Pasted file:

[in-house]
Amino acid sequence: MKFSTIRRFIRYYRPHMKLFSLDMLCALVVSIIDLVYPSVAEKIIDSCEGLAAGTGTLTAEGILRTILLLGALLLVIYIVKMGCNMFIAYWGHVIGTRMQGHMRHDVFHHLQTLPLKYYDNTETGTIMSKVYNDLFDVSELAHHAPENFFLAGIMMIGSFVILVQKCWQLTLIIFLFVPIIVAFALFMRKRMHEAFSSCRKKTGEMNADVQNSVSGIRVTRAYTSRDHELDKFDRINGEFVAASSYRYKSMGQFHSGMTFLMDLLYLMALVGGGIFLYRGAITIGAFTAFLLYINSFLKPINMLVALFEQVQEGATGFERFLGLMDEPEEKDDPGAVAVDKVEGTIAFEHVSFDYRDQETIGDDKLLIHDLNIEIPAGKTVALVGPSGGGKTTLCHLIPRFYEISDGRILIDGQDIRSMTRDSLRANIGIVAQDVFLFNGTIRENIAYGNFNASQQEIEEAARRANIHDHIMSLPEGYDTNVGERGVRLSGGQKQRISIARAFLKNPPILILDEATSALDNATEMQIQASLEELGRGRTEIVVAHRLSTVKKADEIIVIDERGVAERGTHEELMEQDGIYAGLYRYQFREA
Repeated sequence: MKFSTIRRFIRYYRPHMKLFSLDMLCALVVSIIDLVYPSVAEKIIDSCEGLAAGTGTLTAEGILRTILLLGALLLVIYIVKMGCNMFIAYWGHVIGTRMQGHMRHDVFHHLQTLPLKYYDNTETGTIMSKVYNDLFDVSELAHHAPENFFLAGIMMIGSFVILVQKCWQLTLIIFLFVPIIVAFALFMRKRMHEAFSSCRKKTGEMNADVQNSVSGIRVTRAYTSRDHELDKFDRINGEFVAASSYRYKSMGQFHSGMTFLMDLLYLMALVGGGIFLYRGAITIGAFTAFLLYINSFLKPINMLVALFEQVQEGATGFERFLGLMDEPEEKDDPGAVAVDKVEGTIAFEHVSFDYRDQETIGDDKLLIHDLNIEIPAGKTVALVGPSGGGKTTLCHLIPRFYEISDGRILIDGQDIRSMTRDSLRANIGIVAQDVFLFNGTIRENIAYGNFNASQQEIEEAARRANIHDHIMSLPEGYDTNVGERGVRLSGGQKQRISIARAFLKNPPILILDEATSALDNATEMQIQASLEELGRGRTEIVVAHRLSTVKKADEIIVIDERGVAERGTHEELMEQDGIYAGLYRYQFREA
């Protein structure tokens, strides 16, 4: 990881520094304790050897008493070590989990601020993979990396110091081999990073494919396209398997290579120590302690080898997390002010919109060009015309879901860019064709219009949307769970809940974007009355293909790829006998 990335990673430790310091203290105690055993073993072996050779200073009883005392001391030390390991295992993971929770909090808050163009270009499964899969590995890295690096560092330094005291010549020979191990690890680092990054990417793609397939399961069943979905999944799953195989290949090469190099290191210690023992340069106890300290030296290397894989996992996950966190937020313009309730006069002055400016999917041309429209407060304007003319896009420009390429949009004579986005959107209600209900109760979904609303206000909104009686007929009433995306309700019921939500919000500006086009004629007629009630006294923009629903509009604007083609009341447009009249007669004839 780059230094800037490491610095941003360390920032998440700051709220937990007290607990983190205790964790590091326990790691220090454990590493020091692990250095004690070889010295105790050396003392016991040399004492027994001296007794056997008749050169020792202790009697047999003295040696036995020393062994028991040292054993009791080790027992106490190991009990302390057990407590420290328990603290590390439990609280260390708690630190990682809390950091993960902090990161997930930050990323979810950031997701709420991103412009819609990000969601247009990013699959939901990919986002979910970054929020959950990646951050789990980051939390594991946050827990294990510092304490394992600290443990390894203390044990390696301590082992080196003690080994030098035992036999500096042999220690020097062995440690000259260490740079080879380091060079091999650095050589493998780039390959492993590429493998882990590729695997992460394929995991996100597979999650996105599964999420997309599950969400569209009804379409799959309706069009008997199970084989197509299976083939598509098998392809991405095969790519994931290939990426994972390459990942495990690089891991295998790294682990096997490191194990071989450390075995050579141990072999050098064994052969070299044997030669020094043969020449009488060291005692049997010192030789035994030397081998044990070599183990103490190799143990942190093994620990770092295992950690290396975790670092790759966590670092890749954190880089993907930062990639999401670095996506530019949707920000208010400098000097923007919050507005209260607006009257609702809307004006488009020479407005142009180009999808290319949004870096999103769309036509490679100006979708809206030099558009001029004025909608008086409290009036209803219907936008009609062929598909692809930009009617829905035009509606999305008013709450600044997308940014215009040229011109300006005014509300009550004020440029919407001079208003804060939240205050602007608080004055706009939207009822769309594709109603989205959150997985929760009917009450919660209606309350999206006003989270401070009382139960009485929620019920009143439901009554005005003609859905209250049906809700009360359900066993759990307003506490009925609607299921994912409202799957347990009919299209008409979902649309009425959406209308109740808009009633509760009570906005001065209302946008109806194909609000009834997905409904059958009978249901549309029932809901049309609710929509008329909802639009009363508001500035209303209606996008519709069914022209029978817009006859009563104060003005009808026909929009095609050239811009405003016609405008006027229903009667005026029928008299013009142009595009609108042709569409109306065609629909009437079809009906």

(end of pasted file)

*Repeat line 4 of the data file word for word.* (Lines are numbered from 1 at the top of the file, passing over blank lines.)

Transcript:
């Protein structure tokens, strides 16, 4: 990881520094304790050897008493070590989990601020993979990396110091081999990073494919396209398997290579120590302690080898997390002010919109060009015309879901860019064709219009949307769970809940974007009355293909790829006998 990335990673430790310091203290105690055993073993072996050779200073009883005392001391030390390991295992993971929770909090808050163009270009499964899969590995890295690096560092330094005291010549020979191990690890680092990054990417793609397939399961069943979905999944799953195989290949090469190099290191210690023992340069106890300290030296290397894989996992996950966190937020313009309730006069002055400016999917041309429209407060304007003319896009420009390429949009004579986005959107209600209900109760979904609303206000909104009686007929009433995306309700019921939500919000500006086009004629007629009630006294923009629903509009604007083609009341447009009249007669004839 780059230094800037490491610095941003360390920032998440700051709220937990007290607990983190205790964790590091326990790691220090454990590493020091692990250095004690070889010295105790050396003392016991040399004492027994001296007794056997008749050169020792202790009697047999003295040696036995020393062994028991040292054993009791080790027992106490190991009990302390057990407590420290328990603290590390439990609280260390708690630190990682809390950091993960902090990161997930930050990323979810950031997701709420991103412009819609990000969601247009990013699959939901990919986002979910970054929020959950990646951050789990980051939390594991946050827990294990510092304490394992600290443990390894203390044990390696301590082992080196003690080994030098035992036999500096042999220690020097062995440690000259260490740079080879380091060079091999650095050589493998780039390959492993590429493998882990590729695997992460394929995991996100597979999650996105599964999420997309599950969400569209009804379409799959309706069009008997199970084989197509299976083939598509098998392809991405095969790519994931290939990426994972390459990942495990690089891991295998790294682990096997490191194990071989450390075995050579141990072999050098064994052969070299044997030669020094043969020449009488060291005692049997010192030789035994030397081998044990070599183990103490190799143990942190093994620990770092295992950690290396975790670092790759966590670092890749954190880089993907930062990639999401670095996506530019949707920000208010400098000097923007919050507005209260607006009257609702809307004006488009020479407005142009180009999808290319949004870096999103769309036509490679100006979708809206030099558009001029004025909608008086409290009036209803219907936008009609062929598909692809930009009617829905035009509606999305008013709450600044997308940014215009040229011109300006005014509300009550004020440029919407001079208003804060939240205050602007608080004055706009939207009822769309594709109603989205959150997985929760009917009450919660209606309350999206006003989270401070009382139960009485929620019920009143439901009554005005003609859905209250049906809700009360359900066993759990307003506490009925609607299921994912409202799957347990009919299209008409979902649309009425959406209308109740808009009633509760009570906005001065209302946008109806194909609000009834997905409904059958009978249901549309029932809901049309609710929509008329909802639009009363508001500035209303209606996008519709069914022209029978817009006859009563104060003005009808026909929009095609050239811009405003016609405008006027229903009667005026029928008299013009142009595009609108042709569409109306065609629909009437079809009906």